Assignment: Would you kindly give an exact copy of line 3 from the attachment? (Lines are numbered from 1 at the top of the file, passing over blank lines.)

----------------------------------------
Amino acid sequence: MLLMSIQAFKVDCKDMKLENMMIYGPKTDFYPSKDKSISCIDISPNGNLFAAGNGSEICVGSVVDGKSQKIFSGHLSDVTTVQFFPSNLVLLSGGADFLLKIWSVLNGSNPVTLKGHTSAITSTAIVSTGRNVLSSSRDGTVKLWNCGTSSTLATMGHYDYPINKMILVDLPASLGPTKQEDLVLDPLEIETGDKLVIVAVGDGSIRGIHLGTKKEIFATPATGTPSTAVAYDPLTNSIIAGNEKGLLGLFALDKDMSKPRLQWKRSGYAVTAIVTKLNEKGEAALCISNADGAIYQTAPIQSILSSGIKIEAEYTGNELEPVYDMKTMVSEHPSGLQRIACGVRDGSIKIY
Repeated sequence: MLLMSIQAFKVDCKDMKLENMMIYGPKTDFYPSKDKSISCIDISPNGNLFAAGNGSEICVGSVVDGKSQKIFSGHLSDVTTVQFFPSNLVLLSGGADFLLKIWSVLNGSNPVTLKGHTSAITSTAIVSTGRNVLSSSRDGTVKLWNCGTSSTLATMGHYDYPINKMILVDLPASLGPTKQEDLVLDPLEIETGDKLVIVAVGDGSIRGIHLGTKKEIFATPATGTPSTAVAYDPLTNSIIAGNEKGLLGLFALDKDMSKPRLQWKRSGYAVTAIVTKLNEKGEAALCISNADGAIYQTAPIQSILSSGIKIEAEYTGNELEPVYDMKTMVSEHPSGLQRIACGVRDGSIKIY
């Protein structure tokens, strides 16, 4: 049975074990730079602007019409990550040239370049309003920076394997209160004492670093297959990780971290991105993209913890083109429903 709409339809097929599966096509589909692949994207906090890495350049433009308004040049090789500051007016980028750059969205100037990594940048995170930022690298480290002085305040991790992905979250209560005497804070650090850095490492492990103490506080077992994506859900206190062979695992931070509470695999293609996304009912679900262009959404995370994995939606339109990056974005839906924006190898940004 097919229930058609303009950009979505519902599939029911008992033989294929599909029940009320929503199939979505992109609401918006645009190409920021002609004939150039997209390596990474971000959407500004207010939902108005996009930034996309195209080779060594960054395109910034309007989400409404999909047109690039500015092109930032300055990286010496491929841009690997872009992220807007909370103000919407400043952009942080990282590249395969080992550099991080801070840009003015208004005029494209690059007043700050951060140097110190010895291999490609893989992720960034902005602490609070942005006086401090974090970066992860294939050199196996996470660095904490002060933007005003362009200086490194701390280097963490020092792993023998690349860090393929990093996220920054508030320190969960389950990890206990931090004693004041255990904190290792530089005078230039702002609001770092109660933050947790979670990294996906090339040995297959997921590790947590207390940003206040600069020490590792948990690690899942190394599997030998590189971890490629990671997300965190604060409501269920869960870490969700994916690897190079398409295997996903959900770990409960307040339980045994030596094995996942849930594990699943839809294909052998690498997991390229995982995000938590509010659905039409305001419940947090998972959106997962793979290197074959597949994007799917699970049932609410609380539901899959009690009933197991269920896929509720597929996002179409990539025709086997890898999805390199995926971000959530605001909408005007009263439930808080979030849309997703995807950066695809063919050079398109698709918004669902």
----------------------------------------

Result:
């Protein structure tokens, strides 16, 4: 049975074990730079602007019409990550040239370049309003920076394997209160004492670093297959990780971290991105993209913890083109429903 709409339809097929599966096509589909692949994207906090890495350049433009308004040049090789500051007016980028750059969205100037990594940048995170930022690298480290002085305040991790992905979250209560005497804070650090850095490492492990103490506080077992994506859900206190062979695992931070509470695999293609996304009912679900262009959404995370994995939606339109990056974005839906924006190898940004 097919229930058609303009950009979505519902599939029911008992033989294929599909029940009320929503199939979505992109609401918006645009190409920021002609004939150039997209390596990474971000959407500004207010939902108005996009930034996309195209080779060594960054395109910034309007989400409404999909047109690039500015092109930032300055990286010496491929841009690997872009992220807007909370103000919407400043952009942080990282590249395969080992550099991080801070840009003015208004005029494209690059007043700050951060140097110190010895291999490609893989992720960034902005602490609070942005006086401090974090970066992860294939050199196996996470660095904490002060933007005003362009200086490194701390280097963490020092792993023998690349860090393929990093996220920054508030320190969960389950990890206990931090004693004041255990904190290792530089005078230039702002609001770092109660933050947790979670990294996906090339040995297959997921590790947590207390940003206040600069020490590792948990690690899942190394599997030998590189971890490629990671997300965190604060409501269920869960870490969700994916690897190079398409295997996903959900770990409960307040339980045994030596094995996942849930594990699943839809294909052998690498997991390229995982995000938590509010659905039409305001419940947090998972959106997962793979290197074959597949994007799917699970049932609410609380539901899959009690009933197991269920896929509720597929996002179409990539025709086997890898999805390199995926971000959530605001909408005007009263439930808080979030849309997703995807950066695809063919050079398109698709918004669902």